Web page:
‘Brad’s Status’ Review
The mid-life crisis has long been a popular movie topic. It’s impressive how writer/director Mike White (The Good Girl, School of Rock, creator of TV’s “Enlightened”) so expertly and gracefully takes on the familiar topic in Brad’s Status.
Ben Stiller stars as Brad Sloan, a married man raising a teenage son and running a nonprofit in middle-class Sacramento. As Brad and his son Troy (Austin Abrams, Paper Towns) embark on an elite northeast college visitation trip, we get the sense that Brad is only now waking up to his son’s rapid approach to adulthood and remarkable talent as a student and musical prodigy. This happens congruently to Brad’s mid-life realization that his own college buddies are richer & more famous than he. Self-loathing, insecurities and concern over the jealousy he feels towards his own son are the focus of Brad’s inner thoughts, which we hear courtesy of his narration.
Brad’s college friends include: Jemaine Clement as Billy Wearsiter, who retired to Hawaii at age 40 after selling his tech company; Mike White (the film’s director) as successful movie director Nick Pascale whose house is featured in Architecture Digest; Luke Wilson as hedge fund manager Jason Hatfield, who married into money; and Michael Sheen as Craig Fisher, a best-selling author and frequently seen on TV political commentator. In comparison, Brad views himself as a failure – a man whose early idealism didn’t change the world, and instead prevented him from reaching the capitalistic heights of his friends.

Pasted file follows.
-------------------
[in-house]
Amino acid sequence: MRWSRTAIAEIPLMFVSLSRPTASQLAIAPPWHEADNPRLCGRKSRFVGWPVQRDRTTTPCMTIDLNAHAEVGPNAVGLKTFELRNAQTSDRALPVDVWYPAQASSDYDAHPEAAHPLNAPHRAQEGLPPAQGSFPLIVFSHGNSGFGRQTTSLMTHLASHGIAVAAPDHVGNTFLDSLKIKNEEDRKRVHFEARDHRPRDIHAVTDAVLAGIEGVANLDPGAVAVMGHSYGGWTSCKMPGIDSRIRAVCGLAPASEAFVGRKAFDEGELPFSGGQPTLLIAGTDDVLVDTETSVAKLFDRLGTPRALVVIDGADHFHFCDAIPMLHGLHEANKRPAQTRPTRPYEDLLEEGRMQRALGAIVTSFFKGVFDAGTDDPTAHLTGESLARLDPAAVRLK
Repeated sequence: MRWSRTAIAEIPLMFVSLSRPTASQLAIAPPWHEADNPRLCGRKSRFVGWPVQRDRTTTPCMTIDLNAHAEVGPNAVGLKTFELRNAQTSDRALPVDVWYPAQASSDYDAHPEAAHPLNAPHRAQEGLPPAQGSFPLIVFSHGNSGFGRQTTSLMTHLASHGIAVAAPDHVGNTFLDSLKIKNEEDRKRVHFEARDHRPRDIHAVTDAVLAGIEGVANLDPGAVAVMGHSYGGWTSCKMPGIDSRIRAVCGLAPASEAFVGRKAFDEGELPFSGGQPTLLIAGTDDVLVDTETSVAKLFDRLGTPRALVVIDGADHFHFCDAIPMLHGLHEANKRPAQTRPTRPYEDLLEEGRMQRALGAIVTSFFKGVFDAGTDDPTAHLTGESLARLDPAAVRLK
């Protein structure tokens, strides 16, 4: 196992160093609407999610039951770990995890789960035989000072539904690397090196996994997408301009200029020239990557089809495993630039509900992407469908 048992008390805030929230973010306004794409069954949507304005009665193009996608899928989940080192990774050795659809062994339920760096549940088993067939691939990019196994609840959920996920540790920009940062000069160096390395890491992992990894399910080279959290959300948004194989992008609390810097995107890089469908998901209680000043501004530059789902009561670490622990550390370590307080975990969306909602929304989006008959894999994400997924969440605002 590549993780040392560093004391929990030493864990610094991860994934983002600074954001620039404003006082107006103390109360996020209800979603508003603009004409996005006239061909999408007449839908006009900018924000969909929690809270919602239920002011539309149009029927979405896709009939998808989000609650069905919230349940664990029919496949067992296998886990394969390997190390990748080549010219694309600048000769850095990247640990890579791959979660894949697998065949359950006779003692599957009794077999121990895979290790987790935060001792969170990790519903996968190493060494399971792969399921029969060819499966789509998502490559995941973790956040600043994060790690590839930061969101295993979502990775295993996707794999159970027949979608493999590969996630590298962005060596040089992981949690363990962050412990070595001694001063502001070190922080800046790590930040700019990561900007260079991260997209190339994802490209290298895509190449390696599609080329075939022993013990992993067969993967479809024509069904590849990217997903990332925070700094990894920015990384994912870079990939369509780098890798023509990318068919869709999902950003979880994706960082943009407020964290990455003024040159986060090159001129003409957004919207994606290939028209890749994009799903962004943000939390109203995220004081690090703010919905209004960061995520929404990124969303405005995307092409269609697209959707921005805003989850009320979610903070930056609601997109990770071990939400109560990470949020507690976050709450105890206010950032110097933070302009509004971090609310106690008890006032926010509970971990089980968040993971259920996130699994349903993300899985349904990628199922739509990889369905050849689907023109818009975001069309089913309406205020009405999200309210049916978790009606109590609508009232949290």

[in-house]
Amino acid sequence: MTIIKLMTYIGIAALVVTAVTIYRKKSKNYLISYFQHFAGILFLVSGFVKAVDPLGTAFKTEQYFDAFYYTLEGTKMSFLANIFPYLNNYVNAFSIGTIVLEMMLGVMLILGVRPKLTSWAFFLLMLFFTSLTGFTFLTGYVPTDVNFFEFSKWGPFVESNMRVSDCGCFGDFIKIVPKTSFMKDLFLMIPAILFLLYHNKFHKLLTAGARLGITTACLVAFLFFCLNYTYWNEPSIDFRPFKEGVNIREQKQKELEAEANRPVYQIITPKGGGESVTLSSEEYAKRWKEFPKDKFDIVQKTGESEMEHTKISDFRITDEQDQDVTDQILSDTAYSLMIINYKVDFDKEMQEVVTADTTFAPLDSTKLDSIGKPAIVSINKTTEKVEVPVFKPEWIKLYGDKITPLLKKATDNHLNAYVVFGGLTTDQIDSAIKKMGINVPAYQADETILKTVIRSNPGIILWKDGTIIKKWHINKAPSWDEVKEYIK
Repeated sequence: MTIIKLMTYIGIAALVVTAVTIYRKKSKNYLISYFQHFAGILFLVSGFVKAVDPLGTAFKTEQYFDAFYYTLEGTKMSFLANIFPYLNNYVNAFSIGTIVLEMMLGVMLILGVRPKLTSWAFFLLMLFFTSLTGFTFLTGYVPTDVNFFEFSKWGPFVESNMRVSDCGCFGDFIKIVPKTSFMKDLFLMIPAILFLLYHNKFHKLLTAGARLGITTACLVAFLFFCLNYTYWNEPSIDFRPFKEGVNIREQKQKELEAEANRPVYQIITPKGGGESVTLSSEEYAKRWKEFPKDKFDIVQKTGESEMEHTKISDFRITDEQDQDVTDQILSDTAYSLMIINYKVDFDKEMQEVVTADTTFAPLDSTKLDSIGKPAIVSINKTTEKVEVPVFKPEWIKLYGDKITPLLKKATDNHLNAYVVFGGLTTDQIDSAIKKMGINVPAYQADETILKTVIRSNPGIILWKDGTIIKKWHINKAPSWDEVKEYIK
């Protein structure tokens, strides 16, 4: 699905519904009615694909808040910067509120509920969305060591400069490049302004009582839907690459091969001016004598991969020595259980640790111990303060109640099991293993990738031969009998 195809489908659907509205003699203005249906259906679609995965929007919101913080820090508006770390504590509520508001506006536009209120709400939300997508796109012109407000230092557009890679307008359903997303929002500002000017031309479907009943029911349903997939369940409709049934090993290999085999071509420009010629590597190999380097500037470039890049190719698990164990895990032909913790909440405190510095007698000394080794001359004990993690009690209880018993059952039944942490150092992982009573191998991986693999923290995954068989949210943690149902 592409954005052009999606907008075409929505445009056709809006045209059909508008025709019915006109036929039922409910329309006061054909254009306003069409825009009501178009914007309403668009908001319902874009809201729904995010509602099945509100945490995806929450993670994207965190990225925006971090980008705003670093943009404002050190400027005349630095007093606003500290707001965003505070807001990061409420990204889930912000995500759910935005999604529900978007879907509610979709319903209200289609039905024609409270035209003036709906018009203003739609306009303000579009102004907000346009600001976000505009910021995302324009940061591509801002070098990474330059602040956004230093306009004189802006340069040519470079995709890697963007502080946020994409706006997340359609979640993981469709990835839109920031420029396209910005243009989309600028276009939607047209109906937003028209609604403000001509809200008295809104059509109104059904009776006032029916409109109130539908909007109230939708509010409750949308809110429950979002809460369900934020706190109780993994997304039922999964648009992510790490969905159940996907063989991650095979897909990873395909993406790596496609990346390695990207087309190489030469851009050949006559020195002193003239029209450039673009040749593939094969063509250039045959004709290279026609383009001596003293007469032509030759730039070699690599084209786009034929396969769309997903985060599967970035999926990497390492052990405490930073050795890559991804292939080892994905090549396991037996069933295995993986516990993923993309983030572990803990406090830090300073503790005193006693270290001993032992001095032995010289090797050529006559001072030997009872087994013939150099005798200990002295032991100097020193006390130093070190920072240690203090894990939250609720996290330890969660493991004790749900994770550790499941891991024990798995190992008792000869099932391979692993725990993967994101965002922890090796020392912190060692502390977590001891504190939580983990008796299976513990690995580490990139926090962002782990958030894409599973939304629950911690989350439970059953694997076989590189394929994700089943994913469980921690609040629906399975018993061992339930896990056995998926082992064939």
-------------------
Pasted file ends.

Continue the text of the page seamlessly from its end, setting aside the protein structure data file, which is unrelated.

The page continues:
There are a couple of elements that allow the film to work. First, Ben Stiller softens his usual snark, making him more relatable than his usual woe-is-me character. There is no feeling sorry for Brad, but there is at least compassion … space for him to explore what he’s feeling and take stock in his life. The difference maker is Mr. White’s script. The underside of human nature is explored with a deft comedic touch and incisive societal observations.
Stiller’s tightly wound Brad contrasts with Troy’s easy-confidence leading to some unusual father-son scenes. When Troy questions whether his dad is having a breakdown, we understand that the existential crisis is actually fairly common. We certainly enjoy watching as Troy’s Harvard friend, and fellow musician Ananya (Shazi Raja) listens patiently before slapping Brad with the dose of reality he so desperately needs. Ananya’s beyond-her-years wisdom leads Brad to a moment of self-awakening during her concert of Dvorak’s “Humoresque.” Ms. Raja’s role is given much more weight than that of Jenna Fischer as Brad’s wife/Troy’s mother, who inexplicably only appears about every 20 minutes as a check-in during the boys’ trip.
Keeping up with the Joneses is a no-win approach to life, and if a Hollywood film can help a few more people understand this, then it’s a beneficial way to spend a couple of hours. The Mark Mothersbaugh score has a sharpness to it that mirrors Brad’s tarnished idealism and search for self. We are reminded that normal insecurities can blow up if we focus too much on what others have, and not enough on what we do.